A Toad at TEDx Portland
This past Saturday I had the pleasure of attending Portland’s fourth TEDx event at the Keller Auditorium. Known as “ideas worth spreading,” TED stands for Technology, Entertainment and Design. The x represents a TED event that is licensed through TED but organized through local channels alone. Hooray for the over 50 volunteers and community partners that sponsor and help put this event together!
As the Metal Toad designer, I am proud to collaborate with my team at the crossroads of Technology, Entertainment and Design every day. Our firm creates apps & websites for the entertainment industry, and I can’t wait to hear the stories and insights from others in this innovative and creative space.
To sit in the Keller Auditorium at 8:55 am, the audience is brimming with excitement. It’s palpable, and energizing. (Perhaps the complimentary Stumptown helped, too). David Rae, chief curator and executive producer, takes the stage and describes the upcoming words as “An open source of world class education.” As an advocate for open source technology, that is music to my ears.
With a theme of “Perfect” Aaron Draplin kicks off the show. His talk is part humor, part education, and rawly honest. His presentation on “Perfect” versus “Not Perfect” had the crowd laughing and “awwwing” all at the same time.
From there, it was a race through thought-provoking, aspirational, and inspirational stories. Nong Poonsukwattana, who shared her story of chasing perfection and the realization that “like it or not, she had to be a leader.” She’s now the proud owner of Nong’s Khao Man Gai food cart, found at 1003 SW Alder in Portland.
D’Wayne Edwards talked about his “perfect inversions” and his opportunity to reshape the obstacles he faced to become opportunities for the next generation. Cody QJ Goldberg, who shared a deeply personal story of his daughter and the human need for play and connection. He urged “Don’t ever tell anyone to expect anything except a miracle.” Lisa Sedlar, who encouraged the audience not to “let perfect paralyze you from what you need to do.” Zach King, who outlined “ 1) Anyone can create code, 2) Code is art, and 3) Art demand openness.”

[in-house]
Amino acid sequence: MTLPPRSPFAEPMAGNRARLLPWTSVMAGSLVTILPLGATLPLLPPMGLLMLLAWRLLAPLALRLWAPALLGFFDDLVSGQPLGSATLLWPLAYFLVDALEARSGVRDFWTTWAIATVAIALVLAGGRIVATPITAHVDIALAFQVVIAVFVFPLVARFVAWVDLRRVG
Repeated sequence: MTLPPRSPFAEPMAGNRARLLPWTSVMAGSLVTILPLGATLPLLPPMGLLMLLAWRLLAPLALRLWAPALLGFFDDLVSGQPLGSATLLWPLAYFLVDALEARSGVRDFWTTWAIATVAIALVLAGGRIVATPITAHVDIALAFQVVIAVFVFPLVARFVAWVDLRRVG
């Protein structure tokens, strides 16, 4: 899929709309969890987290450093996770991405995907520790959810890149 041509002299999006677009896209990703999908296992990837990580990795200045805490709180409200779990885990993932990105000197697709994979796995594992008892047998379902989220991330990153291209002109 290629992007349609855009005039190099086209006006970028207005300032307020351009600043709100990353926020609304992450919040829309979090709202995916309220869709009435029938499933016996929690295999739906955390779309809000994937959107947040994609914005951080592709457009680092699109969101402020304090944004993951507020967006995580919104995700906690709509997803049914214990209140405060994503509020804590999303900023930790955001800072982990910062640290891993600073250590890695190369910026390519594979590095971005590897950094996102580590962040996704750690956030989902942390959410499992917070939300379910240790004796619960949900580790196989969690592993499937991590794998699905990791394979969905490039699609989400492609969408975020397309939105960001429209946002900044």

We saw live examples of wireless electricity, available in as little as two years. The Oregon Ballet performed, with one performer coming out of retirement just for TEDx. There were so many great moments it is difficult to capture them all. Of them, two speakers were the most impactful for me.
First, Frank Moore. Where as many of the other speakers fit into one or two of the “Technology, Entertainment and Design” category, Moore stood out against them all. A 91-year-old WWII veteran, he walked out onto the stage dressed head to toe in his Army uniform. He stood in the glow of the spotlight and the crowd all rose to their feet to give him the first standing ovation of the day.
As he shared his story of growing up, fighting in the war, and finding the love of his life, a hush fell over the audience. Captivated by each word, Frank shared that in 91 years he had seen both horrific tragedy and triumphant love. He urged us all that “no matter how old you get, keep on dreaming. There is no impossible dream, if you work hard at it.”
When his wife Jeanne, his “Perfect” joined him onstage, there was not a dry eye in the house. Married in 1943, today they dream of celebrating their 75th wedding anniversary together in a few years.
The second most impactful speech was Zalika Gardner, Director of Learning for KairosPDX. She discussed what most designers consider active listening, which “requires that we quiet our own experiences to hold space for another’s.” Zalika outlined three obstacles that stop someone from actively listening to another: Assumption, arrogance, and fear.
What if we replaced these obstacles with curiosity, humility, and courage? Would this not send the message to others that they, do indeed, matter? What great things could we accomplish if we knew, We Matter? Her closing to us was, “Will you consider listening differently?”
As the day drew to a close, I felt honored to be a designer in a city filled with innovation, passion, and drive. Did you go to TEDx? Tweet me @corinnagb with your favorite quotes.